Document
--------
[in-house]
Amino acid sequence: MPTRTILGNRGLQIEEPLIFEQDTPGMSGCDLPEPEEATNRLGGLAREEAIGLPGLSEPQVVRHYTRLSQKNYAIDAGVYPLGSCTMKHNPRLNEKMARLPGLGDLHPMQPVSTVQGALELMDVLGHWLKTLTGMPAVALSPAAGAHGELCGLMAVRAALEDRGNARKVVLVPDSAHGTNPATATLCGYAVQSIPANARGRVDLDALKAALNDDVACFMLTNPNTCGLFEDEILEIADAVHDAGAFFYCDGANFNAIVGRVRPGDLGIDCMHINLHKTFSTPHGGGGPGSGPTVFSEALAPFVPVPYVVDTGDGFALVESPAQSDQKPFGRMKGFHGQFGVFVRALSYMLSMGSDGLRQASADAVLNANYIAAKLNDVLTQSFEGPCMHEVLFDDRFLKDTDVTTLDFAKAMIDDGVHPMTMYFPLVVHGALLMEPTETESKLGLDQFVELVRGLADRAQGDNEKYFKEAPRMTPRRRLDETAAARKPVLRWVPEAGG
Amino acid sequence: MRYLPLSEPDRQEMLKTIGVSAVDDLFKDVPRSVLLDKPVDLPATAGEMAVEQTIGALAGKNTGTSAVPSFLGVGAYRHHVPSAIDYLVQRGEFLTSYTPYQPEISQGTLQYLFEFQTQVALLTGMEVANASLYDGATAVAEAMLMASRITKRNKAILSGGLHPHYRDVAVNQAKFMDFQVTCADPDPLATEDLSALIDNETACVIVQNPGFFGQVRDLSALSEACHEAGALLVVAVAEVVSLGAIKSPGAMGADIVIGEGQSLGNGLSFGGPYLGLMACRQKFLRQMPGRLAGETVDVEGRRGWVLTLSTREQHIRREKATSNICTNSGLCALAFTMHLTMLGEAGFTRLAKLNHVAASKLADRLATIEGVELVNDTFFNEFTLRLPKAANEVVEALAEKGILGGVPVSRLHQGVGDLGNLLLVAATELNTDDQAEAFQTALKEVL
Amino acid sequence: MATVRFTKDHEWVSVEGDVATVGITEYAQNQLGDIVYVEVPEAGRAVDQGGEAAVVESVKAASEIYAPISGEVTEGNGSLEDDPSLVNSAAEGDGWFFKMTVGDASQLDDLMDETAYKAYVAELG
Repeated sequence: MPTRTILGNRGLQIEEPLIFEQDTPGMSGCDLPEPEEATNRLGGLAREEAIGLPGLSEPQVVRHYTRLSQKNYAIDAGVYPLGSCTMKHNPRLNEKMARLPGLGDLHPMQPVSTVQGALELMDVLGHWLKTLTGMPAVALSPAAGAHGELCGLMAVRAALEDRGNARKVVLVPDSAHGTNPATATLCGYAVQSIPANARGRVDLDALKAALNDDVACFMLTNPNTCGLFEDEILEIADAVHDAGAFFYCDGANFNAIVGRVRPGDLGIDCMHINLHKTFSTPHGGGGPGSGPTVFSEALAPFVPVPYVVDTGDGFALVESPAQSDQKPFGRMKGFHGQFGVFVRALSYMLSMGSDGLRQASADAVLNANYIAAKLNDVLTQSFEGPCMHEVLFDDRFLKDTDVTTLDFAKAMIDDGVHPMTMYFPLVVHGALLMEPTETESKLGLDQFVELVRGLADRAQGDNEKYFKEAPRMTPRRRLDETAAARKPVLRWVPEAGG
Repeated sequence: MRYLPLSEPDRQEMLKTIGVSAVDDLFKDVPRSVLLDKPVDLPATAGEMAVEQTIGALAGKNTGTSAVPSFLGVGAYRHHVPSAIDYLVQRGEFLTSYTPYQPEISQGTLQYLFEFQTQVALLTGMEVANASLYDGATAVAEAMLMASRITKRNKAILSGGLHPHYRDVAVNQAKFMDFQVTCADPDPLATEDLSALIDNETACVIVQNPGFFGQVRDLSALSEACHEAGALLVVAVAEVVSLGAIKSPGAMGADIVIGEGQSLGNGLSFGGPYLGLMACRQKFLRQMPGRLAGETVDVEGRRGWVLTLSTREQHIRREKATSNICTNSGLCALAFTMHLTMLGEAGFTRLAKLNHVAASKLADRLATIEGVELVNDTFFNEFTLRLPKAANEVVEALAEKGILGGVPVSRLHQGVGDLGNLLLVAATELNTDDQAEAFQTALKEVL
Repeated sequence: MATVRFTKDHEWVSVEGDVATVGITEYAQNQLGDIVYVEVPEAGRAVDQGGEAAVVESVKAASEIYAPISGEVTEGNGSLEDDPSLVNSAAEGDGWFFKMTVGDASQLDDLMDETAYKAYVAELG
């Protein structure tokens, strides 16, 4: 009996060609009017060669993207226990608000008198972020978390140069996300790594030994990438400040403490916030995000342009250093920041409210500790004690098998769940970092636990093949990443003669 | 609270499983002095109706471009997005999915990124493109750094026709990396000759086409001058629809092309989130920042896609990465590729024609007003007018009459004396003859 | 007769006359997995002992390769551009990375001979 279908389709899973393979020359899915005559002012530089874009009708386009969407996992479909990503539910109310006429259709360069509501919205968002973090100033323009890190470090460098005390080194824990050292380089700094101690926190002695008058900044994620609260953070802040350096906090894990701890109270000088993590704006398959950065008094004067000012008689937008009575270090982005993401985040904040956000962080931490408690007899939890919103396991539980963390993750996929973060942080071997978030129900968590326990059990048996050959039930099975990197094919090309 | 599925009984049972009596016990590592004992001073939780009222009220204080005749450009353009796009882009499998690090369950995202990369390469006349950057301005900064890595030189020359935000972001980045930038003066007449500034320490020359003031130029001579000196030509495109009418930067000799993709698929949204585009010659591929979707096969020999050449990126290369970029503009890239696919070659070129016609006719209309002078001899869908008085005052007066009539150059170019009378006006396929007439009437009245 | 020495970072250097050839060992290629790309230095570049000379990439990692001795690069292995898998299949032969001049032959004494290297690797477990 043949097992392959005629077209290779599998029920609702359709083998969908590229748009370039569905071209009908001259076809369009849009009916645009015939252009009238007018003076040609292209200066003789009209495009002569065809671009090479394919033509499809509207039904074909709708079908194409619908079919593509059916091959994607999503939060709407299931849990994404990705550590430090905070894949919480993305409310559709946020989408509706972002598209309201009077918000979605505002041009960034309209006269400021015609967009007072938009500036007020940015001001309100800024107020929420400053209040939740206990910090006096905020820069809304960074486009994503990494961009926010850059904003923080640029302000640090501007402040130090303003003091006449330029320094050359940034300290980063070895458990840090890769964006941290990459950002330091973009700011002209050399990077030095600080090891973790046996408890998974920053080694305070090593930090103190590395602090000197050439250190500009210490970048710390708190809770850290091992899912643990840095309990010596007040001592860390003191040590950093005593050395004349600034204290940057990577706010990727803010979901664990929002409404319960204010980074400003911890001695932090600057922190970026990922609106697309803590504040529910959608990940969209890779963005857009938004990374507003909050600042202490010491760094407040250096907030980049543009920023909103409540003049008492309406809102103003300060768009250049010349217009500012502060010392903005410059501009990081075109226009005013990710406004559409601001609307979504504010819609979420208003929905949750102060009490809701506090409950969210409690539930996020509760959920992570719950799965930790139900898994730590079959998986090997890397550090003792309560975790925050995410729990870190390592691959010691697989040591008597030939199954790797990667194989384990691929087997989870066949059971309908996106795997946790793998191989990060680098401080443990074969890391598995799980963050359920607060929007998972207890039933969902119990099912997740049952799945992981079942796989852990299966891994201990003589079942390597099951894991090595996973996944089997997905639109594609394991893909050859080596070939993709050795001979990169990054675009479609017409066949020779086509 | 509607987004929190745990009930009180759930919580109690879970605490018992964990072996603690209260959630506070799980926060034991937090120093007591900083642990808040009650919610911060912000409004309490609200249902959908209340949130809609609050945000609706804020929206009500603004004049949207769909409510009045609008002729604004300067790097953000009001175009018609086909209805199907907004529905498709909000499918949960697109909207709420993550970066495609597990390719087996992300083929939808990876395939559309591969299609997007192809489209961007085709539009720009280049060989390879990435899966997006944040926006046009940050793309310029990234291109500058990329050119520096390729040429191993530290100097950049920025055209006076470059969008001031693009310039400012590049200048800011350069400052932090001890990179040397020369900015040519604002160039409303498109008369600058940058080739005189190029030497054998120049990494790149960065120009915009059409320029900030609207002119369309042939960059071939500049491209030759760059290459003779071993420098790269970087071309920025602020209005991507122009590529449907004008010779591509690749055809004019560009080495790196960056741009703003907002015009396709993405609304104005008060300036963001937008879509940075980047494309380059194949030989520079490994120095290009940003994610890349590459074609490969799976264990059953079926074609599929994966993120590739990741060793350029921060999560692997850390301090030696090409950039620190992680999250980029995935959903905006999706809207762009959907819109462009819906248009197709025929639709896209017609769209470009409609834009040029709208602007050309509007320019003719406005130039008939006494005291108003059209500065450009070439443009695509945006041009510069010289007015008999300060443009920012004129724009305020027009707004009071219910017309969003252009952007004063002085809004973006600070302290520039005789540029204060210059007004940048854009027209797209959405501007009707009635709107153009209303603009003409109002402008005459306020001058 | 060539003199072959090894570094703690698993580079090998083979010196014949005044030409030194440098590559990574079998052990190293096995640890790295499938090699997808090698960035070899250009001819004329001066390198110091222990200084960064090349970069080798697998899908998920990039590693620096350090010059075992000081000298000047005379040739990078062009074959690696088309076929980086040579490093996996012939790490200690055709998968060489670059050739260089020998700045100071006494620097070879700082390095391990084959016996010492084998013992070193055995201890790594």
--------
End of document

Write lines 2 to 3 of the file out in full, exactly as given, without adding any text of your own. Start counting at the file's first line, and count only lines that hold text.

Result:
Amino acid sequence: MPTRTILGNRGLQIEEPLIFEQDTPGMSGCDLPEPEEATNRLGGLAREEAIGLPGLSEPQVVRHYTRLSQKNYAIDAGVYPLGSCTMKHNPRLNEKMARLPGLGDLHPMQPVSTVQGALELMDVLGHWLKTLTGMPAVALSPAAGAHGELCGLMAVRAALEDRGNARKVVLVPDSAHGTNPATATLCGYAVQSIPANARGRVDLDALKAALNDDVACFMLTNPNTCGLFEDEILEIADAVHDAGAFFYCDGANFNAIVGRVRPGDLGIDCMHINLHKTFSTPHGGGGPGSGPTVFSEALAPFVPVPYVVDTGDGFALVESPAQSDQKPFGRMKGFHGQFGVFVRALSYMLSMGSDGLRQASADAVLNANYIAAKLNDVLTQSFEGPCMHEVLFDDRFLKDTDVTTLDFAKAMIDDGVHPMTMYFPLVVHGALLMEPTETESKLGLDQFVELVRGLADRAQGDNEKYFKEAPRMTPRRRLDETAAARKPVLRWVPEAGG
Amino acid sequence: MRYLPLSEPDRQEMLKTIGVSAVDDLFKDVPRSVLLDKPVDLPATAGEMAVEQTIGALAGKNTGTSAVPSFLGVGAYRHHVPSAIDYLVQRGEFLTSYTPYQPEISQGTLQYLFEFQTQVALLTGMEVANASLYDGATAVAEAMLMASRITKRNKAILSGGLHPHYRDVAVNQAKFMDFQVTCADPDPLATEDLSALIDNETACVIVQNPGFFGQVRDLSALSEACHEAGALLVVAVAEVVSLGAIKSPGAMGADIVIGEGQSLGNGLSFGGPYLGLMACRQKFLRQMPGRLAGETVDVEGRRGWVLTLSTREQHIRREKATSNICTNSGLCALAFTMHLTMLGEAGFTRLAKLNHVAASKLADRLATIEGVELVNDTFFNEFTLRLPKAANEVVEALAEKGILGGVPVSRLHQGVGDLGNLLLVAATELNTDDQAEAFQTALKEVL